Jeremy's Weblog

I recently graduated from Harvard Law School. This is my weblog. It tries to be funny. E-mail me if you like it. For an index of what's lurking in the archives, sorted by category, click here.

Wednesday, May 28, 2003

Haven't said much about my spring exams, so I figure today's as good a day as any to talk about those. The biggest thing I noticed was that people seemed a lot less concerned / stressed / intense / insane about spring exams than they had been in the fall. Which I suppose makes sense, since we'd already been through it all once, whereas in the fall it was all brand new, and people had already gotten a set of grades and so probably at least were secure in knowledge that they could pass a law school exam, and that a B wasn't going to kill them. Unless they got an A on everything, in which case they had another reason not to be too concerned -- because they probably had the knack for this sort of thing. In any event, people seemed much more relaxed. Of course, everything is relative, so by "much more relaxed" I mean still pretty insane, but just not as much as in the fall.

Last semester I made nice outlines, which it turned out I didn't really find that useful during the exam, and didn't really feel like making them was so valuable as compared with reading stuff. So no outlines this semester. Instead, I did lots and lots of practice exams. As many as I could fine. And for the ones that didn't have model answers, I did them with people so we could compare answers. Found that to be pretty helpful. Also tried to get my hands on lots of different outlines and find the best pieces of each one. Didn't find that too helpful though. It wasn't that the outlines weren't good, it was just that they didn't really help with putting everything together mentally to make the whole course fit together. All of my exams wee open book. I find studying for open book exams to be really frustrating because you don't need to memorize anything, and memorizing stuff doesn't matter anyway. You just need to make sure you understand stuff well enough to be able to play around with it and wrap your head around whatever questions the professor makes up. I found it useful in the fall for contracts to write out my own "story of contracts," trying to fit everything together into one cohesive package. I did something similar for property this semester, but just based on the exam styles of the different professors, didn't find it to be as useful. I think it's important to have something written out that lists everything you covered in the course so that when writing an essay or trying to spot issues, you can go down the list quickly and see if anything fits. Just a 1-2 page issue sheet, with some keywords to remind of important concepts, units, cases, etc. That was probably the most useful.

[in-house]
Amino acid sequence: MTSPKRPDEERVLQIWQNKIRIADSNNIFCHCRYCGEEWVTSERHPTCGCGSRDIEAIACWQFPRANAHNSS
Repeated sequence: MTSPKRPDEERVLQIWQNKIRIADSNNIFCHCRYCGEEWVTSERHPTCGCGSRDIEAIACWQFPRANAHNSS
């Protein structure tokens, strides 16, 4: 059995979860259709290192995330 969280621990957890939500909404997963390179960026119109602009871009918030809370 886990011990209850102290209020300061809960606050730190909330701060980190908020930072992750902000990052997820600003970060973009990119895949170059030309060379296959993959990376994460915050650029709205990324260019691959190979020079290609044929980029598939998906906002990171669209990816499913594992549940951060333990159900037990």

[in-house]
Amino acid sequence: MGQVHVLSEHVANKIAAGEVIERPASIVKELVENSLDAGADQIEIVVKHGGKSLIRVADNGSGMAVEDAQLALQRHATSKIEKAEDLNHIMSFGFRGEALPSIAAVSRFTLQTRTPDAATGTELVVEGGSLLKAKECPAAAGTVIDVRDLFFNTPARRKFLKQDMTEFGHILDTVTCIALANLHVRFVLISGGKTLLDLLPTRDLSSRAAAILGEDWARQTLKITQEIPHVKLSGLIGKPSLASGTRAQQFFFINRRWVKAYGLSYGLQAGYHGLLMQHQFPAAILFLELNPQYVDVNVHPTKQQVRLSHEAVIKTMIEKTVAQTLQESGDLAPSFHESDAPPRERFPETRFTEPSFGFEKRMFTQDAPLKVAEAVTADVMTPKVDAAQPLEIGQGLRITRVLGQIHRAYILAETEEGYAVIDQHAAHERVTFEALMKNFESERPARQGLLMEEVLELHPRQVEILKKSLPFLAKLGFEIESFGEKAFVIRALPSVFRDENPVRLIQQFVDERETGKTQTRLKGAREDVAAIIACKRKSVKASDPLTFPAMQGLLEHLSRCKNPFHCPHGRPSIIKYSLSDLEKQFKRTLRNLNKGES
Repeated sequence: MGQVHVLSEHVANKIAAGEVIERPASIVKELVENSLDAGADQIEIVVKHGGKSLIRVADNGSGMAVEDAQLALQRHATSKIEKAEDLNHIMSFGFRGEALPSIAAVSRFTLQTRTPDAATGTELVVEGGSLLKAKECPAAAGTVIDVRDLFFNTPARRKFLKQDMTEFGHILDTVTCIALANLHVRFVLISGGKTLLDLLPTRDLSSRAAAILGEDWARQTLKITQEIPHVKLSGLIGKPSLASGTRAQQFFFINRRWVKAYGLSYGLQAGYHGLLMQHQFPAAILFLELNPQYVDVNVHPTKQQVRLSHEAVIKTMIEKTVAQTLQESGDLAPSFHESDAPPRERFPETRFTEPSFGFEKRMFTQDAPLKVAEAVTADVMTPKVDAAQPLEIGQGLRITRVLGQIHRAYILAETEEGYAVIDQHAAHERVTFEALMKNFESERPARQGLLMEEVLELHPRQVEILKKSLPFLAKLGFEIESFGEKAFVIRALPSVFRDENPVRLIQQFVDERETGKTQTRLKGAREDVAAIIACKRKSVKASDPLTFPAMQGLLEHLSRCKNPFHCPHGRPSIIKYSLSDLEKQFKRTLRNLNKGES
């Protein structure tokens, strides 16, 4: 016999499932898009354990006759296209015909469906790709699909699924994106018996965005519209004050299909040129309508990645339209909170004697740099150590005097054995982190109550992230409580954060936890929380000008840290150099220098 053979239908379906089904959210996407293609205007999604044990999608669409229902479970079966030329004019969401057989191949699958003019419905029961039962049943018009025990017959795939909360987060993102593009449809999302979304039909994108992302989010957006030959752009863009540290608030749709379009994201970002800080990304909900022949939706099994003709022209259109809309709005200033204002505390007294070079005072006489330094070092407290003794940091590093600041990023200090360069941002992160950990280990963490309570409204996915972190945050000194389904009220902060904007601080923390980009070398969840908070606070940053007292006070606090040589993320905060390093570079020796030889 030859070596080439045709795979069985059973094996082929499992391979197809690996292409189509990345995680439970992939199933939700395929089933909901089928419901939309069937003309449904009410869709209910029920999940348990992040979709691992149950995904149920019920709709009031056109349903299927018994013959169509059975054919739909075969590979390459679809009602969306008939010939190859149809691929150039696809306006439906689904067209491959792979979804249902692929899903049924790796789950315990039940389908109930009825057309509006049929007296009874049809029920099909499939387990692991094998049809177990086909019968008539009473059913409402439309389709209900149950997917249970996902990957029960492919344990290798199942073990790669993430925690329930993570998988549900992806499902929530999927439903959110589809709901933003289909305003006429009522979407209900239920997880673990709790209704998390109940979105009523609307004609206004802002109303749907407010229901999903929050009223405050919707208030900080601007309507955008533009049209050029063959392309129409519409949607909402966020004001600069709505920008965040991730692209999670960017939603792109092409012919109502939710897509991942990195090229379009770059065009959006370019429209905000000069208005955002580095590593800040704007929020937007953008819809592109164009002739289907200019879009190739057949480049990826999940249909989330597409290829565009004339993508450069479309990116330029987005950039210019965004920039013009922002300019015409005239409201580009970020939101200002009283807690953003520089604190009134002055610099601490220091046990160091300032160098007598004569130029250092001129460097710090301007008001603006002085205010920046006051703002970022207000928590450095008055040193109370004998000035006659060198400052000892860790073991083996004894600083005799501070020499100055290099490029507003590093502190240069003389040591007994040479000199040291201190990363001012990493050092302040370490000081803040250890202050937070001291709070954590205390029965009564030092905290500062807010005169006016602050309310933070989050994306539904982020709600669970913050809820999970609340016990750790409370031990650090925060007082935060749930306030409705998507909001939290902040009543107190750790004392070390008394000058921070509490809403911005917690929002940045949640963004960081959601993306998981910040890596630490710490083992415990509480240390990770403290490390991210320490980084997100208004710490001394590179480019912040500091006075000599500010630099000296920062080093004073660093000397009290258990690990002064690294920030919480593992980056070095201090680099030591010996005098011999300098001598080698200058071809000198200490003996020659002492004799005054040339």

It's really frustrating, when the exam is 100% of the grade, to have exams that seem poorly designed for measuring knowledge and understanding. Easy or hard, doesn't matter, I feel a little angry when the exam isn't testing what I think it ought to be testing -- when it's too vague to know what the professor is really looking for, or when it's too specific to really force you to apply concepts. I imagine it's really hard to come up with good exams from a professor point of view, but I would guess that while grading it quickly becomes clear whether the exam was good and the answers are all on target but still differentiable, as opposed to when they're all the same because it was too easy or too right-out-of-the-book, or there's such a variation that it's clear that some people who probably had a decent enough understanding of the course just missed the boat and didn't go in the direction it was expected they'd go in, or missed the key concepts, not because they didn't understand the material but because the question was vague or unclear or just badly thought-out. I also think there should be a permanent moratorium placed on professors making any comments about grading being random, arbitrary, vague, hard, or anything else like that. Even if it's true, it's so not motivating. I want to believe that the quality of my answers has something to do both with my understanding of the course, and with the grade I get. Maybe too much to ask, but at least allow me the illusion. My other grade reform would be that I think they should have to share samples of an A answer and a B-minus or C answer after the exam is over -- I want to see what people are and aren't doing that's causing them to do well or poorly. Otherwise we're left kind of clueless -- how good is the best answer? How bad is the worst? Which one am I closer to? And is there something stupid I'm not doing -- like creating subheadings, or drawing diagrams, or whatever -- that alone could give me higher grades without actually having anything to do with my comprehension. Just curious.

That's a long paragraph. Without a real point. Gosh. Rambling about exams. Hmm. Hope someone finds it sorta interesting, I guess. Sorry about the lack of funny in there. Maybe something funny later tonight? Any ideas? :)